The award-winning New York Times reporter Mary Pilon has written The Monopolists: Obsession, Fury, and the Scandal Behind the World’s Favorite Board Game, a detailed history of how the game Monopoly was invented to teach people about income equality and the messy politics that came about when Parker Brothers decided to claim it as their own.
Most think it was invented by an unemployed Pennsylvanian who sold his game to Parker Brothers during the Great Depression in 1935 and lived happily–and richly–ever after. That story, however, is not exactly true. Ralph Anspach, a professor fighting to sell his Anti-Monopoly board game decades later, unearthed the real story, which traces back to Abraham Lincoln, the Quakers, and a forgotten feminist named Lizzie Magie who invented her nearly identical Landlord’s Game more than thirty years before Parker Brothers sold their version of Monopoly. Her game–underpinned by morals that were the exact opposite of what Monopoly represents today–was embraced by a constellation of left-wingers from the Progressive Era through the Great Depression, including members of Franklin Roosevelt’s famed Brain Trust.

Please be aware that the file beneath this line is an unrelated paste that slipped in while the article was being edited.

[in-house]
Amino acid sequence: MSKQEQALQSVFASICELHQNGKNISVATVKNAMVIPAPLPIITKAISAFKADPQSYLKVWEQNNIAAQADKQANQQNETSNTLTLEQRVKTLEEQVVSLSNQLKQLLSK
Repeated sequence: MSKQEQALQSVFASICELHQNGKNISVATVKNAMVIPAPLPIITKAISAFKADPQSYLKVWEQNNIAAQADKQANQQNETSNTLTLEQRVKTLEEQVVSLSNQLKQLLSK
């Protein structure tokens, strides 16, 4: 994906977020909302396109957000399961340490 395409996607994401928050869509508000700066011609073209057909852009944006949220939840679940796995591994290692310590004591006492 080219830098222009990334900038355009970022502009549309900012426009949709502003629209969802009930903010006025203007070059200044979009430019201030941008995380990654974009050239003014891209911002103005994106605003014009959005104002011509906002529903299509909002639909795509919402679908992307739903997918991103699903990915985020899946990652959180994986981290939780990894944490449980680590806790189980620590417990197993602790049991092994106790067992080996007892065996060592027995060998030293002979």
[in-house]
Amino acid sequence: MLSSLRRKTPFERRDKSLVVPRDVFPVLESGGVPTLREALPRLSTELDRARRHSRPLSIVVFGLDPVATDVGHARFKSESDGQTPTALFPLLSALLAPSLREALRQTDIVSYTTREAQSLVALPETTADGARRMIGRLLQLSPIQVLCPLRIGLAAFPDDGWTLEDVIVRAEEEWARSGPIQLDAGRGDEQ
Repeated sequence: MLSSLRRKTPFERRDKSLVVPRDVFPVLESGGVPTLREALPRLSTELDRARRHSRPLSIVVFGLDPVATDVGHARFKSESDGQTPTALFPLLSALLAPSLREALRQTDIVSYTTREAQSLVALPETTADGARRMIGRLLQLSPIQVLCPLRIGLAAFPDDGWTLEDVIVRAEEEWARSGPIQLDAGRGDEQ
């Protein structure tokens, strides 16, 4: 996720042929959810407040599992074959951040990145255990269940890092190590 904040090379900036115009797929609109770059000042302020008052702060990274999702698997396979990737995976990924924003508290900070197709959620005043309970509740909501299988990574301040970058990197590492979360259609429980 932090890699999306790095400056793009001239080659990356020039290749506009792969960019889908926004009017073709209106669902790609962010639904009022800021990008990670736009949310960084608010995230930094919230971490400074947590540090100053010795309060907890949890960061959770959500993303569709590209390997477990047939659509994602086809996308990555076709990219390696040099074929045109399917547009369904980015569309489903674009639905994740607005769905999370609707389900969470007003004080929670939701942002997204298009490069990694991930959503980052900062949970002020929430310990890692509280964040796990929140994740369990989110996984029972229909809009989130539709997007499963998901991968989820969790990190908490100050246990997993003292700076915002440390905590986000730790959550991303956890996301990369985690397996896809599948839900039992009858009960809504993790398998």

images via The New York Times